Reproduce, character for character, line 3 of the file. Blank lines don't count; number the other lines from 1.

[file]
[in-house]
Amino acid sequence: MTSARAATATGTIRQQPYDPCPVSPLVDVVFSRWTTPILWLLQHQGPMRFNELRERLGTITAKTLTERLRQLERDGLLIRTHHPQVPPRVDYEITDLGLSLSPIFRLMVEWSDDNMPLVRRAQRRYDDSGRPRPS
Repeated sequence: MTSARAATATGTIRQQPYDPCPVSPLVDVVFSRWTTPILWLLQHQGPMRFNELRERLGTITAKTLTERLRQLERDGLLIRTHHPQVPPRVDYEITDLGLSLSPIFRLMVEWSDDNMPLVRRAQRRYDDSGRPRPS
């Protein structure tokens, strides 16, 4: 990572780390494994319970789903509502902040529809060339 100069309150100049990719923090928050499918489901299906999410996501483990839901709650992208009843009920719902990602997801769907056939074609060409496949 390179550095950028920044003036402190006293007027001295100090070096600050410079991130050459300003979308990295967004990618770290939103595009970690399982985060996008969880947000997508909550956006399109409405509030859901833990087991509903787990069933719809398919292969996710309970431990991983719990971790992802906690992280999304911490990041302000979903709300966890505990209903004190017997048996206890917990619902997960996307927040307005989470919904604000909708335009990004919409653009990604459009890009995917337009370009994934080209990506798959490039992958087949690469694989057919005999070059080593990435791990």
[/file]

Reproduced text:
Repeated sequence: MTSARAATATGTIRQQPYDPCPVSPLVDVVFSRWTTPILWLLQHQGPMRFNELRERLGTITAKTLTERLRQLERDGLLIRTHHPQVPPRVDYEITDLGLSLSPIFRLMVEWSDDNMPLVRRAQRRYDDSGRPRPS